It looks a bit different from other maps in that
the Baltic Shield is shown where it once had been, and Greenland
is restored to where it had been before it rifted away from North
America. And it shows more detail than the earlier map of tectonic
elements. The yellow boxes outline LITHOPROBE’s 10 study areas
(or transects): SC, Southern Cordillera; SNORCLE, Slave-Northern
Cordillera Lithospheric Evolution; AB, Alberta Basement; THOT, Trans-Hudson
Orogen Transect; WS, Western Superior; KSZ, Kapuskasing Structural
Zone; GL, Great Lakes International Multidisciplinary Program on
Crustal Evolution; AG, Abitibi-Grenville; LE, Lithoprobe East; and
ECSOOT, Eastern Canadian Shield Onshore-Offshore Transect.
We already heard that the Archean protocraton is an aggregate of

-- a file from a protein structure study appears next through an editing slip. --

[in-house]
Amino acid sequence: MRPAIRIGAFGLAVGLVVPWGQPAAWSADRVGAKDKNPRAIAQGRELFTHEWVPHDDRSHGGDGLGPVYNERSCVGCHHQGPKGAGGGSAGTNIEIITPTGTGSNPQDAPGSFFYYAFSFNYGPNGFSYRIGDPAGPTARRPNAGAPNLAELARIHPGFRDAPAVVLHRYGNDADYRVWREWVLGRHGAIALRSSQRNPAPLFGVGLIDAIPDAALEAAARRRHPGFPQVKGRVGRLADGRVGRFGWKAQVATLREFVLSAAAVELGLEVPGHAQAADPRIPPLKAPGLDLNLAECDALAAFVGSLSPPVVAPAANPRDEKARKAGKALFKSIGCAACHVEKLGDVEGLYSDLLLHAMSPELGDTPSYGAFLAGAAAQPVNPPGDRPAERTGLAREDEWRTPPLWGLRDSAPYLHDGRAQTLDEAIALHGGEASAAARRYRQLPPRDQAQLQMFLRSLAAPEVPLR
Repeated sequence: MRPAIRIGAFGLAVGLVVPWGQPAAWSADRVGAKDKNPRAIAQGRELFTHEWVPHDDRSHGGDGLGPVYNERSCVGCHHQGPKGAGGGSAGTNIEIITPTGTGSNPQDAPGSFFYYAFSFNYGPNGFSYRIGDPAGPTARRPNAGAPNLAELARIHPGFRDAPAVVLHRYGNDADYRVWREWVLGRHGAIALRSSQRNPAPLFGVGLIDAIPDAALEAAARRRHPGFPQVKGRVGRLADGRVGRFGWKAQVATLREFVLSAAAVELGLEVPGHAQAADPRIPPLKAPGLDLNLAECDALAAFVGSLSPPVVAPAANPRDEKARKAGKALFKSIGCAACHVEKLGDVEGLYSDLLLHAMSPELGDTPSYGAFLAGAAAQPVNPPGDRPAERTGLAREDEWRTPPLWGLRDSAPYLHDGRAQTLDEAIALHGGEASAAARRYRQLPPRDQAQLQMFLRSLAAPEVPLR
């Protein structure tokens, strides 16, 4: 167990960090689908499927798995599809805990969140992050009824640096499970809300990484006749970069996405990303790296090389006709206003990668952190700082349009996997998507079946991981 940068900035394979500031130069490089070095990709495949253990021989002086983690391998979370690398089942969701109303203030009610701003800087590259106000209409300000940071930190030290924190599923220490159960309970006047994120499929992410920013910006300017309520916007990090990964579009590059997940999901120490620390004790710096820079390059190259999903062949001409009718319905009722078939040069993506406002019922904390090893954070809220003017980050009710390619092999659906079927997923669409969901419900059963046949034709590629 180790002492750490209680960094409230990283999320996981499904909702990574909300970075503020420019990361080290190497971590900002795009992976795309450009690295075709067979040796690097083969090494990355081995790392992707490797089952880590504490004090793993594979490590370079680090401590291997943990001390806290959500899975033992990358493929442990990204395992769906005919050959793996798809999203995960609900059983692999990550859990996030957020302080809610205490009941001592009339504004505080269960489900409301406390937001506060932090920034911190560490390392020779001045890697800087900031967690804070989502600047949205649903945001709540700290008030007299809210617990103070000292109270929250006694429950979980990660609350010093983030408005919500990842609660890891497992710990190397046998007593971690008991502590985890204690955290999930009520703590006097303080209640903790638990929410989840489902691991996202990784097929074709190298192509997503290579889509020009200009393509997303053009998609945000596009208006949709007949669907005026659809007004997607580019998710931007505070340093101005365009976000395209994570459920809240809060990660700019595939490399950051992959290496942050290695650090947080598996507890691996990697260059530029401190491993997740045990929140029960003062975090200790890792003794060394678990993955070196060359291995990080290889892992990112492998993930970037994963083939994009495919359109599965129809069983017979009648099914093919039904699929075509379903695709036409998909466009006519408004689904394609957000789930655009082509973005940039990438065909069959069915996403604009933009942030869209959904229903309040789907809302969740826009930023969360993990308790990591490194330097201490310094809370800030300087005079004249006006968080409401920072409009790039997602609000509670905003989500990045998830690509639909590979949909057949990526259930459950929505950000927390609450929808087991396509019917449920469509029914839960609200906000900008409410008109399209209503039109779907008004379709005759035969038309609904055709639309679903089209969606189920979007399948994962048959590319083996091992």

six former microcontinents, named "provinces" (e.g. Superior
Province). Each of the six provinces is a Late Archean, crustal
aggregate containing variable proportions of Early and/or Middle
Archean crust; they each have an internal, evolutionary history.
Look for the red and purple colours on the slide.
This Archean protocraton has been named Laurentia. It contains the
Slave, Nain, Superior, Wyoming, Hearne and Rae provinces, all former
The oldest known rocks on Earth, about 4,000,000,000 years old
(that’s 4,000 million years old or 4,000 Ma), occur in the
western part of the Slave Province.
Although each of the six Archean provinces had a different history,
they all have had major crustal growth between 2,800 and 2,600 Ma.
New lithosphere formed from underlying, partially molten rocks.
During the Early Proterozoic, rifting occurred in these oldest
provinces. Subsequently, these Archean microcontinents were welded
together by enormous and lengthy collisions which raised mighty
mountain belts (orogens) between them, primarily from 2,000 to 1,800
Ma. The continent of North America began to take shape.